Hardware or Milk?
I did it again... I walked right into the hardware store, expecting to find milk.....not literally - it’s a metaphor - but it’s particularly upsetting when I’m positive the milk is in there....
After I dropped my (91 year old) mother’s groceries off at her apartment (conveniently located right...next....door), I began an innocent enough conversation that somehow, (as it often does) went sideways...
My expectation was that the hardware store would still sell blame-free, guilt-free, simple, loving, nuts n’ bolts conversation between a mother and daughter. I quickly realized I was in the wrong store when the only products I could find were hidden blame, thinly veiled criticisms, and what-felt-like-disappointments. None of which (I know) were intentional. Hell, they might not have actually even been there, but that’s how this particular shopping experience felt to me. It also felt very familiar... like a pattern that’s been around since I was a first time shopper.
In the old days, Mom and I would have gone head-to-head with our exchanges, and in the end, no one would be worse for wear. But today, after my first response-attack, I saw an unfamiliar look on my mother’s face that stalled me. It involved a slightly quivering lip and glassy eyes. It was sadness.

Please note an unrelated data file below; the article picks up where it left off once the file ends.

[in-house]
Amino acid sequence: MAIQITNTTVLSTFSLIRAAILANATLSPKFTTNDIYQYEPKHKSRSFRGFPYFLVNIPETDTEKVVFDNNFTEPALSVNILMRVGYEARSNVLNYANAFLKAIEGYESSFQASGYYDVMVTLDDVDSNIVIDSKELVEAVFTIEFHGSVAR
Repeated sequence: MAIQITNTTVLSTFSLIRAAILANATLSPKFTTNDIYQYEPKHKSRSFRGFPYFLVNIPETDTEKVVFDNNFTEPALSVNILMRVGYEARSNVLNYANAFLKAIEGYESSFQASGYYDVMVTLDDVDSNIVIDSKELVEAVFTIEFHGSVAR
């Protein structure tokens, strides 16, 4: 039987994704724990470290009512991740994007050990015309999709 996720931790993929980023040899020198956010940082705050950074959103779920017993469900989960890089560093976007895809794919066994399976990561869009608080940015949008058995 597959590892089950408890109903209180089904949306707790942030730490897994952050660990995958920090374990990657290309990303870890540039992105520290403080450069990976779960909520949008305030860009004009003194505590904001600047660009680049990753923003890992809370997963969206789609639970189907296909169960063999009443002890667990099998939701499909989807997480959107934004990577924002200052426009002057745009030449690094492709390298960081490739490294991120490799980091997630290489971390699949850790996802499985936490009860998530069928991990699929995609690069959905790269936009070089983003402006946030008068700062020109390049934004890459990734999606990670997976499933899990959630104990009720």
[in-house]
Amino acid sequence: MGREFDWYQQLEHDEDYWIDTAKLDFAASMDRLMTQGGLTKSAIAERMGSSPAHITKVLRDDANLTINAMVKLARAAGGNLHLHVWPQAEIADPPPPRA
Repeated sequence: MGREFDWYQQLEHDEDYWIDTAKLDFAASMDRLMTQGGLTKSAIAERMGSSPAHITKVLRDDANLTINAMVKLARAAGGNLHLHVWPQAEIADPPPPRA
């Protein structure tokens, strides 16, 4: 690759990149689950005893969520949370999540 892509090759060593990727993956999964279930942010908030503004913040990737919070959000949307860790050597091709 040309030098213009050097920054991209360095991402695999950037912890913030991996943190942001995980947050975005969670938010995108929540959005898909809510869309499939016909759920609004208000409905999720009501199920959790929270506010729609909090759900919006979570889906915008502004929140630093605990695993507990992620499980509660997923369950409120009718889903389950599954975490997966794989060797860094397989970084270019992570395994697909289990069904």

I asked what was making her sad (and threw in that she might want to see her friendly therapist) and she said she couldn’t tell me because I would get mad and yell at her (what?!) This was a whole new aisle I had never been down before... Aren’t I the child? Aren’t I the one who is suppose to be hurt? Aren’t I the one entitled to comfort and understanding? The simple answer is – NO, not anymore. So...I said I was sorry, kissed my mother’s forehead, and promised to shut the door tightly when I left.
I will always be my mother’s child, but I will also become my mother’s caretaker. This inevitable role reversal is happening quickly. And I need to get on board and embrace it while I can. Somehow (!!) I need to stop looking for milk at the hardware store, and let Mom be who she is now....I need to treat her with the dignity and grace she deserves. Afterall, I will be on her side of the table one day, and I need to show my own daughters how I want to be treated when I’m 91.